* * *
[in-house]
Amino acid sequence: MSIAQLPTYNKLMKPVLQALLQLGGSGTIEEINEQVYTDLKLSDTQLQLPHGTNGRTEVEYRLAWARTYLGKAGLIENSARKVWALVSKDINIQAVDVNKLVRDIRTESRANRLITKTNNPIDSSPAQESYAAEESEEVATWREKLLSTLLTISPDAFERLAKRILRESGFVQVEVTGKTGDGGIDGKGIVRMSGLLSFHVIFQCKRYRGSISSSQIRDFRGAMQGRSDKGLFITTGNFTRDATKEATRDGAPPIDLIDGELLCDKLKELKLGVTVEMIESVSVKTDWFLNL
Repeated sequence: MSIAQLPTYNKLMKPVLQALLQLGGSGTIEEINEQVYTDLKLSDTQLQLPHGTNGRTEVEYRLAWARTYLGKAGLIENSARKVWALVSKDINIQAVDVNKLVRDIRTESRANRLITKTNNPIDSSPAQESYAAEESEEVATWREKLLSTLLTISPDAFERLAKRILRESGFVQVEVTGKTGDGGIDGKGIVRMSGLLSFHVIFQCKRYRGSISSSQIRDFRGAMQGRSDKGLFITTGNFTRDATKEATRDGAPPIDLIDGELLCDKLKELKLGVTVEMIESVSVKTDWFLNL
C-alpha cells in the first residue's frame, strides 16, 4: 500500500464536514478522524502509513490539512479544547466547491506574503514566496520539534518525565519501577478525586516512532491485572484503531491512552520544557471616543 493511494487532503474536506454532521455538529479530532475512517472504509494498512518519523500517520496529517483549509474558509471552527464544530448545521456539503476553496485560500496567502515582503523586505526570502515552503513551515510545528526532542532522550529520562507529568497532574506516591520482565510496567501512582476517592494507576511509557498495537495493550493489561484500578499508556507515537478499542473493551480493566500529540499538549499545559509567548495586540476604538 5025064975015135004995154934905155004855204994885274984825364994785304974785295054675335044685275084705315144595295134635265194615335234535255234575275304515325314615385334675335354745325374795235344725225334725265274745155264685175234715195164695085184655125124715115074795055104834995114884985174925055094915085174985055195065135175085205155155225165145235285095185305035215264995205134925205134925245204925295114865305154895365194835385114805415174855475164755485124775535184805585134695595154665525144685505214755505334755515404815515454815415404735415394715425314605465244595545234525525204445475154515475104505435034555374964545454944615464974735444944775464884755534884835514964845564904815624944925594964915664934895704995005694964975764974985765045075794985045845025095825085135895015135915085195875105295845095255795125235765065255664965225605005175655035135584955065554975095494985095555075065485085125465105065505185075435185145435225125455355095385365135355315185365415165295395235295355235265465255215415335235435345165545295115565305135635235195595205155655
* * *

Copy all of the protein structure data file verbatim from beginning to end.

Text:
[in-house]
Amino acid sequence: MSIAQLPTYNKLMKPVLQALLQLGGSGTIEEINEQVYTDLKLSDTQLQLPHGTNGRTEVEYRLAWARTYLGKAGLIENSARKVWALVSKDINIQAVDVNKLVRDIRTESRANRLITKTNNPIDSSPAQESYAAEESEEVATWREKLLSTLLTISPDAFERLAKRILRESGFVQVEVTGKTGDGGIDGKGIVRMSGLLSFHVIFQCKRYRGSISSSQIRDFRGAMQGRSDKGLFITTGNFTRDATKEATRDGAPPIDLIDGELLCDKLKELKLGVTVEMIESVSVKTDWFLNL
Repeated sequence: MSIAQLPTYNKLMKPVLQALLQLGGSGTIEEINEQVYTDLKLSDTQLQLPHGTNGRTEVEYRLAWARTYLGKAGLIENSARKVWALVSKDINIQAVDVNKLVRDIRTESRANRLITKTNNPIDSSPAQESYAAEESEEVATWREKLLSTLLTISPDAFERLAKRILRESGFVQVEVTGKTGDGGIDGKGIVRMSGLLSFHVIFQCKRYRGSISSSQIRDFRGAMQGRSDKGLFITTGNFTRDATKEATRDGAPPIDLIDGELLCDKLKELKLGVTVEMIESVSVKTDWFLNL
C-alpha cells in the first residue's frame, strides 16, 4: 500500500464536514478522524502509513490539512479544547466547491506574503514566496520539534518525565519501577478525586516512532491485572484503531491512552520544557471616543 493511494487532503474536506454532521455538529479530532475512517472504509494498512518519523500517520496529517483549509474558509471552527464544530448545521456539503476553496485560500496567502515582503523586505526570502515552503513551515510545528526532542532522550529520562507529568497532574506516591520482565510496567501512582476517592494507576511509557498495537495493550493489561484500578499508556507515537478499542473493551480493566500529540499538549499545559509567548495586540476604538 5025064975015135004995154934905155004855204994885274984825364994785304974785295054675335044685275084705315144595295134635265194615335234535255234575275304515325314615385334675335354745325374795235344725225334725265274745155264685175234715195164695085184655125124715115074795055104834995114884985174925055094915085174985055195065135175085205155155225165145235285095185305035215264995205134925205134925245204925295114865305154895365194835385114805415174855475164755485124775535184805585134695595154665525144685505214755505334755515404815515454815415404735415394715425314605465244595545234525525204445475154515475104505435034555374964545454944615464974735444944775464884755534884835514964845564904815624944925594964915664934895704995005694964975764974985765045075794985045845025095825085135895015135915085195875105295845095255795125235765065255664965225605005175655035135584955065554975095494985095555075065485085125465105065505185075435185145435225125455355095385365135355315185365415165295395235295355235265465255215415335235435345165545295115565305135635235195595205155655